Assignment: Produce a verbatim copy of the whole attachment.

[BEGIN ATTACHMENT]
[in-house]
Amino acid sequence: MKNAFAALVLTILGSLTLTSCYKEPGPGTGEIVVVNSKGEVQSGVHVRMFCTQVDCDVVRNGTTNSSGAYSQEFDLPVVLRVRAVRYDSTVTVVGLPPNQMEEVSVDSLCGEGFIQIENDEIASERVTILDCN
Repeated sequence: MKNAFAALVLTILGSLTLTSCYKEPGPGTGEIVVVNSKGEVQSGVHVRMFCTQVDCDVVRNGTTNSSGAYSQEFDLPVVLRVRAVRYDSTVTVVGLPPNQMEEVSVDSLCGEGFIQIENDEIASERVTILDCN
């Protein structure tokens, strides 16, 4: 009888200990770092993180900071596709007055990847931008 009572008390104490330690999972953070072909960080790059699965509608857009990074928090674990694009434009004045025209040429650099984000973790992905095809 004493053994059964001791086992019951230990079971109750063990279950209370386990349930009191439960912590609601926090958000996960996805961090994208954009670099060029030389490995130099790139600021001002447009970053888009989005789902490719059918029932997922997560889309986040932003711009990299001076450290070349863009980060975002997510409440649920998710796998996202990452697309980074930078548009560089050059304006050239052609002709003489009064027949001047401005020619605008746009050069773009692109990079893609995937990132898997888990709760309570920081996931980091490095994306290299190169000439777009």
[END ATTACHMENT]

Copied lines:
[in-house]
Amino acid sequence: MKNAFAALVLTILGSLTLTSCYKEPGPGTGEIVVVNSKGEVQSGVHVRMFCTQVDCDVVRNGTTNSSGAYSQEFDLPVVLRVRAVRYDSTVTVVGLPPNQMEEVSVDSLCGEGFIQIENDEIASERVTILDCN
Repeated sequence: MKNAFAALVLTILGSLTLTSCYKEPGPGTGEIVVVNSKGEVQSGVHVRMFCTQVDCDVVRNGTTNSSGAYSQEFDLPVVLRVRAVRYDSTVTVVGLPPNQMEEVSVDSLCGEGFIQIENDEIASERVTILDCN
């Protein structure tokens, strides 16, 4: 009888200990770092993180900071596709007055990847931008 009572008390104490330690999972953070072909960080790059699965509608857009990074928090674990694009434009004045025209040429650099984000973790992905095809 004493053994059964001791086992019951230990079971109750063990279950209370386990349930009191439960912590609601926090958000996960996805961090994208954009670099060029030389490995130099790139600021001002447009970053888009989005789902490719059918029932997922997560889309986040932003711009990299001076450290070349863009980060975002997510409440649920998710796998996202990452697309980074930078548009560089050059304006050239052609002709003489009064027949001047401005020619605008746009050069773009692109990079893609995937990132898997888990709760309570920081996931980091490095994306290299190169000439777009």